Why do you write? 

I’ve always loved reading, so writing, for me, is an amazing extension of this. I can disappear in to my imagination for hours when writing, except I get to pick the characters, the setting and the plot, which is more fun, but sometimes exasperating.

How did you come to writing?

I started writing about seven years ago, when my animal-mad daughter ran out of appropriate books to read. While searching for plot ideas, I was confronted by the terrible koala habitat destruction in the Redlands, and decided a story about saving wildlife would be the perfect start to my writing journey. My daughter’s all grown up now, but I’m still writing wildlife stories.

What were your greatest obstacles starting out? How did you overcome them?  

I have a science background rather than a creative one, so although I could bang out a research paper, I didn’t have a clue how to write a novel. So, I enrolled in the Year of the Novel at the Queensland Writer’s Centre, and that’s when I fell in love. The wealth of information, peer support and monthly follow-up during the course was perfect to keep me motivated and I was thrilled when I finished my first story.

How do you keep yourself motivated and disciplined?

To be honest, I’m not sure. Writing a novel is a lot tougher than I thought it would be, plus it’s pretty hard on the bank balance. I find endings trickiest to write, and sometimes get so frustrated, I wish I’d never begun writing. Just ask my husband, who has to listen to me whinge. I think hearing young children say they love reading after picking up one of my books is my best motivator. Also, when I’m in my story and really feeling it, it’s definitely all worthwhile.

How do you manage your writing time with everything else you do? How has that changed from when you were starting out?

My creative brain doesn’t work well too early in the morning, so I’m not one for 4am rises. I’m not great late at night either. So on writing days, I usually get stuck in around 7am, write till lunch, take my dogs for a walk to sort out my brain and then write again till I’ve had enough. I don’t worry too much about daily word count, I just keep writing till I’ve said enough. With lots of tea breaks in between. The tricky part is getting enough writing days. Being an author is like running a small business, with an employee of one. School visits, emails, website updates and marketing all take up time, and it’s a juggle to make sure there are enough creative days in between. Nowadays, I set aside writing months, usually around Nov-Jan when school visits are a little quieter.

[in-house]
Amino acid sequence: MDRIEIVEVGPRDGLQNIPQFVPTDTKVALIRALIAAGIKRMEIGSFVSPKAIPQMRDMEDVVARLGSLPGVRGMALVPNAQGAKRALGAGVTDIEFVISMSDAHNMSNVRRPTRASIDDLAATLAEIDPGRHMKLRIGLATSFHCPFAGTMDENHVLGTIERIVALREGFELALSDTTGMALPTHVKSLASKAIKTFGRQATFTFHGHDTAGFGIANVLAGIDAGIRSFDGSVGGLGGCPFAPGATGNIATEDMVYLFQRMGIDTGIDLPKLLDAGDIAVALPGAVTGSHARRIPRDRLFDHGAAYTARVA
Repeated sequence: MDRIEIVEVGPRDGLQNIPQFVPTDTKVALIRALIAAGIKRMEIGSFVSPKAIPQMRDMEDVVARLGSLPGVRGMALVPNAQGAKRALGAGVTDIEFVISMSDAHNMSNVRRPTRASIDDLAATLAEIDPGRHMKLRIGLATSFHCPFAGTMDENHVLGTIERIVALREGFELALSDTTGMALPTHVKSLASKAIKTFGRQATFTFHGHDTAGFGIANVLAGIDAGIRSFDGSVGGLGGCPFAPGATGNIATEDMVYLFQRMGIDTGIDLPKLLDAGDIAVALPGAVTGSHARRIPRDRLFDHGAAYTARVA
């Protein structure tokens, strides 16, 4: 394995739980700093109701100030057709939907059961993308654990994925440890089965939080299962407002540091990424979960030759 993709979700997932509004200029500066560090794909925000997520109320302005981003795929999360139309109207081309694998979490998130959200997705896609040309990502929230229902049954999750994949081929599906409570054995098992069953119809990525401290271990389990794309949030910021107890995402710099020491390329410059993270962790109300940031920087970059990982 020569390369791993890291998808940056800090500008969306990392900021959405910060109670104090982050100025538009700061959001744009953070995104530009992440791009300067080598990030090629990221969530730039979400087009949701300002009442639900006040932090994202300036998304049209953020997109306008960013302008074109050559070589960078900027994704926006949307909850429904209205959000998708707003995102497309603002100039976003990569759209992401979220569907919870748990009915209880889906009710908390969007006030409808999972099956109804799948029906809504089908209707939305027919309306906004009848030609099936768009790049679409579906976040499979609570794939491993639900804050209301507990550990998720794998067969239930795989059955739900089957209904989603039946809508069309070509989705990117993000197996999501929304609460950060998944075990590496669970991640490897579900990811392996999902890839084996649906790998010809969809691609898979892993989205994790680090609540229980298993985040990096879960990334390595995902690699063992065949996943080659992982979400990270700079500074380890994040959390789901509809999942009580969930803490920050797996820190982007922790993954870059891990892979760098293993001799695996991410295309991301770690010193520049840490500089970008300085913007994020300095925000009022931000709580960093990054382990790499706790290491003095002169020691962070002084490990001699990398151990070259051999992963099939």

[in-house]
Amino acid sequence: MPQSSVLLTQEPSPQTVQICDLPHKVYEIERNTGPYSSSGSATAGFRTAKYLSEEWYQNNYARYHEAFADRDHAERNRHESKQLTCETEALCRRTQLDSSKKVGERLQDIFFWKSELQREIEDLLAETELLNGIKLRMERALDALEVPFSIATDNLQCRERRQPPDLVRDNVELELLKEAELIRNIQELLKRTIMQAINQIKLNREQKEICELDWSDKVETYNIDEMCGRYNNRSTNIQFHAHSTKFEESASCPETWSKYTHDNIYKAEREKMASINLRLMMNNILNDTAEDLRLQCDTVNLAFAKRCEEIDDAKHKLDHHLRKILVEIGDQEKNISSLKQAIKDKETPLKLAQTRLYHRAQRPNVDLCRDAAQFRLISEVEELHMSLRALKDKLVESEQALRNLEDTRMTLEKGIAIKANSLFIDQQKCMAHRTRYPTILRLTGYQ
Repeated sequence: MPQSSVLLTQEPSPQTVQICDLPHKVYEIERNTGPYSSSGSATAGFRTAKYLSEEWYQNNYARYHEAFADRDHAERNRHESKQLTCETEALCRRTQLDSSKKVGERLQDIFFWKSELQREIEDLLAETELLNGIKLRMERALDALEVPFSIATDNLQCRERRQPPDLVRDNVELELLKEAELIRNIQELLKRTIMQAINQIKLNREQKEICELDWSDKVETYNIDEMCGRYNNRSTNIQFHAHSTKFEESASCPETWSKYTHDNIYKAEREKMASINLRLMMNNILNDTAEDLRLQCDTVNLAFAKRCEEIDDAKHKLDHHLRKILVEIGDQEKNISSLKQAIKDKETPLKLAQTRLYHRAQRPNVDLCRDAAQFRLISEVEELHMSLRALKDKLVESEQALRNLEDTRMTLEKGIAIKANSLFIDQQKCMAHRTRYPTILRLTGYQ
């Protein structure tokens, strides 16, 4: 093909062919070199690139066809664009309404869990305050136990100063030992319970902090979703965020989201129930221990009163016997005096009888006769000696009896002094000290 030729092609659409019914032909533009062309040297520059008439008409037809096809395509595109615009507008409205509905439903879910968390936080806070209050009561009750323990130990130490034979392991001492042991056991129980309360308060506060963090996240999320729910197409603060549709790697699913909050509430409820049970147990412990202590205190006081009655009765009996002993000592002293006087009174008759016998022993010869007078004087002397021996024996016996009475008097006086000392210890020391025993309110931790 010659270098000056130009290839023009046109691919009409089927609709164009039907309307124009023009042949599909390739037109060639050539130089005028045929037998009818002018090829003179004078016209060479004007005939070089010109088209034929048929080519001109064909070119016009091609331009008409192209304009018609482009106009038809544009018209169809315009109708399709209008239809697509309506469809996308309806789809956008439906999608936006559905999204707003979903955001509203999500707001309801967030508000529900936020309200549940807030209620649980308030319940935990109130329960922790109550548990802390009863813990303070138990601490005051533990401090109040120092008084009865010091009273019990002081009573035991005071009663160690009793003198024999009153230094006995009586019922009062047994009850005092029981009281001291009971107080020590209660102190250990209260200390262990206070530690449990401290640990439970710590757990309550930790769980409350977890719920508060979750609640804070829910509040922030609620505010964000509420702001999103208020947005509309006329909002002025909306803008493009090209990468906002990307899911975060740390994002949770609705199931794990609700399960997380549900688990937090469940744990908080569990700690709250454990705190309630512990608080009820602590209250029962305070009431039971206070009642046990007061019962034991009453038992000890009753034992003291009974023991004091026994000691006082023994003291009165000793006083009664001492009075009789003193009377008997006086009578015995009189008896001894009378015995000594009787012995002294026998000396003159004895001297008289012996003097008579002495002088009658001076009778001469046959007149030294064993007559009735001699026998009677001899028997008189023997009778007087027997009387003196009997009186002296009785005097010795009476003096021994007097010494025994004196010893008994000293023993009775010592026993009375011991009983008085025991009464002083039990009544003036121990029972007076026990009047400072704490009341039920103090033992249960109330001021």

Where do you write? How do you arrange your working space?

Well, I’d love to say it’s a nice home-library lined with inspirational books, but mostly it’s wherever I can plonk my laptop. The kitchen bench, the car, a cosy café. My stories don’t seem to care much about a work space – they just pop out wherever. I’m not that great with too much noise though, so am pretty anti-social while writing.

What are your essential writing tools?

My Apple Mac, my Kogan laptop stand and keyboard so that I can set my screen at eye level and save my neck, an A4 notepad to write important notes, a quiet corner to write in and an endless supply of Dilmah tea.

What’s the one thing you wish you’d known when you were starting out as a writer?

I wish I’d known how to touch type. I still fumble around with three fingers and make so many mistakes. It drives me insane. I really wish I would stop and learn to type properly, but I just keep plugging on.

What do you read and how do you read as a writer?

As a child, I loved Harry the Dirty Dog. I always wished I could be a bit naughtier, like him (I am way too much of a goody-two-shoes.) I still read lots of children’s books, enjoying seeing how others develop their plots, but also love YA, adult books and biographies. I try to support Australian writers by always buying home-grown first. As a writer, I notice and love great verbs, and enjoying seeing how great writers say so much in a few cleverly chosen words.

How do you overcome ‘writer’s block’?

I take a long walk or drive and pretty much talk out loud to myself the whole way, discussing the plot with my inner self (not to be done in highly populated areas, as you get funny looks). I also search the internet for pictures or news stories that might tweak my brain and jog it back into action. Pictures especially help. And finally, I might corner a long suffering friend or family member and ‘ask’ them for advice about my story, but end up telling them what I’m going to do.

What one piece of advice would you give to aspiring writers?

Don’t be daunted by that big empty page. Fill it up with what’s inside you. Write from the heart. And most of all – finish it! So many aspiring writers say they have five manuscripts in the drawer, none of them finished. Do it. Believe in your story.


Samantha worked with dairy farmers and taught science before turning to writing in 2009. Her children’s books: Smooch & Rose, Spud & Charli and Mister Cassowary are packed with animals and adventure, and have been shortlisted for numerous awards. Samantha hopes her stories will inspire everyone to make a difference.

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